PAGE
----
Let me make this very, very clear: You did not fail the diet. The diet failed you.
The diet industry is big business, making billions of dollars a year. It’s probably the only industry where people continue to buy the product, despite a failure rate greater than 90% (cited as up to 98%).
Such a high failure rate is (oddly) profitable for diet companies. Why? If a diet worked the first time, you’d have no reason to go back and spend more money.
Many diets work for a short period of time. You lose weight, receive loads of compliments, feel great and believe that this diet (finally!) is successful.
However, for over 90% of people, the diet becomes unsustainable. The weight goes back on (usually with extra), the compliments stop (and you become panicked about what people think of you now), and you feel like a failure.
But why do you blame yourself, rather than blaming the diet?
Ah, the diet industry is a step ahead of you in that department. ‘It worked while you were doing it, didn’t it?’ they tell you, ‘It’s only when you lost your willpower that it stopped working, therefore it must be your fault.’
It has nothing to do with willpower. Your body can’t exist on X number of calories just because you (or Weight Watchers) decided it should. Other physiological, psychological, social, and financial factors also come in to play to influence how sustainable a diet is. (If you’re interested in reading the science behind why diets don’t work, I highly recommend Linda Bacon’s Health at Every Size book).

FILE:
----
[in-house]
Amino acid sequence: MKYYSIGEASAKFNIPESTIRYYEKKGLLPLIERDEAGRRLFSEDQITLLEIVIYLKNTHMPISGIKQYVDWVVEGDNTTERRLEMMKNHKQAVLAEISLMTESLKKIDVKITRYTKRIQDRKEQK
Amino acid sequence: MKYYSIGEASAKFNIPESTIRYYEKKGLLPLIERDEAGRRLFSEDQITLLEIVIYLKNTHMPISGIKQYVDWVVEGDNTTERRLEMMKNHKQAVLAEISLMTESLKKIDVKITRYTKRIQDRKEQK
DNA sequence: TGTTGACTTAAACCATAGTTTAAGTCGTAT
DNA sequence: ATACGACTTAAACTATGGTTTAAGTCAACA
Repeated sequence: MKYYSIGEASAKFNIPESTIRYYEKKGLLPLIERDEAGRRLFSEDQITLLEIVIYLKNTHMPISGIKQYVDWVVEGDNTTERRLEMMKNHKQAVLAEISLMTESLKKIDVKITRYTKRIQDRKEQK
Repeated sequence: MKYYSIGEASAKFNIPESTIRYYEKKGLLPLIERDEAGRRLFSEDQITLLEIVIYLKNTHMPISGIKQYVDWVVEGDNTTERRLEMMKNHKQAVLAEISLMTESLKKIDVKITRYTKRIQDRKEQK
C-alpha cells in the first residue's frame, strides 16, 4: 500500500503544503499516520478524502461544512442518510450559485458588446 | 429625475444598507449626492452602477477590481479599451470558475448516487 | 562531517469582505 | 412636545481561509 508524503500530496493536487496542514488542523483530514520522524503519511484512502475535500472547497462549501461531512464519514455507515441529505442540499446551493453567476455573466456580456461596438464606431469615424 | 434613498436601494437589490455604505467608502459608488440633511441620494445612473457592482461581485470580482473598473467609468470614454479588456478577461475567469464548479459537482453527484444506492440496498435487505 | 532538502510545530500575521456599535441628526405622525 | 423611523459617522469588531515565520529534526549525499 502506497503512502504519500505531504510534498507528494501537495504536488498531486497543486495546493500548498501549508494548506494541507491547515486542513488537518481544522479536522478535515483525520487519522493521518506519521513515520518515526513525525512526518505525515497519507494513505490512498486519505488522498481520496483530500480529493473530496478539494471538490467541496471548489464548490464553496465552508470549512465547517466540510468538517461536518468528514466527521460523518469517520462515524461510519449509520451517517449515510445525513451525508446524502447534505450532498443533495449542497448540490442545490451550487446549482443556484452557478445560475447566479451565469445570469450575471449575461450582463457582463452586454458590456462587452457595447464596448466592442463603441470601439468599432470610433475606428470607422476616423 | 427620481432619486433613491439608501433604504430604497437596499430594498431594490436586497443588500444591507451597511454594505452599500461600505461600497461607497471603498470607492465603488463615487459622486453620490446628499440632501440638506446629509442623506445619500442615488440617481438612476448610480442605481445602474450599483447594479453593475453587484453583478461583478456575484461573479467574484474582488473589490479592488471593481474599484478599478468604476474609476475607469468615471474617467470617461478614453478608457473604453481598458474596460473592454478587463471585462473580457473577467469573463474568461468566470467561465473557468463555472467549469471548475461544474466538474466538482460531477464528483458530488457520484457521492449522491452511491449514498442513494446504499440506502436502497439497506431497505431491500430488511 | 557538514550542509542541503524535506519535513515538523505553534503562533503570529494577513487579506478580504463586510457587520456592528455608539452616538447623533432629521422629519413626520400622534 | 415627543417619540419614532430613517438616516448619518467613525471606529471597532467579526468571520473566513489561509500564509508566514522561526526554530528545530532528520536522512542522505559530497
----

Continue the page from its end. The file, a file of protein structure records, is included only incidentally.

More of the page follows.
With more and more people realising that dieting is unhelpful, diets are being disguised as ‘lifestyle changes.’ They are being marketed with a focus on improving health, rather than as a pure weight loss tool. But they are still diets. They still involve someone (or something) else telling you what, when, or how much to eat. And that’s why they are so dangerous.
No one else knows you as well as what you do. No one else can account for the day to day fluctuations in the number of calories your body needs, nor can they consider all of your food likes and dislikes, social and financial situations, and psychological health.
When you assume someone (or something) else has the knowledge and power to definitively tell you what you should and shouldn’t eat, when, and how much, it’s always going to end in disaster.
Dieting has a massive failure rate; it increases the likelihood of becoming above your healthiest weight and it is the biggest risk factor for the development of an eating disorder. Not much fun, hey? So what’s the alternative?
I encourage you to explore intuitive/mindful eating. It allows you to adopt a way of eating that works for you, with consideration of physiological, psychological, social, and financial factors. It can often be helpful to have some guidance and support whilst exploring intuitive/mindful eating, however this is very different from being prescribed a diet.
The best thing about intuitive/mindful eating – there is no failure, no rules, no restriction, instead there are learning opportunities, freedom, and a chance to honour what you and your body really need and want.
If you would like to know more about mindful/intuitive eating, here’s a list of great resources:
- Dr Rick Kausman’s book, website, and Facebook page.
- These articles by Sarah and Fiona from Body Positive Australia:
– Foods Cues and You
– Food Restriction vs Restraint
– How Many Tim Tams is the Perfect Number?
– Confident Eaters: What can we learn?
– When NOT to eat mindfully
- These articles that I wrote:
– Mindful Eating: The What and How
– Your Stomach Doesn’t Know What Time It Is
– Just a Little Calories Rant
- The Honouring Appetite blog and Facebook page.
- Evelyn Tribole’s website and book.
And in case you’re still reading, one last reminder: you did not fail.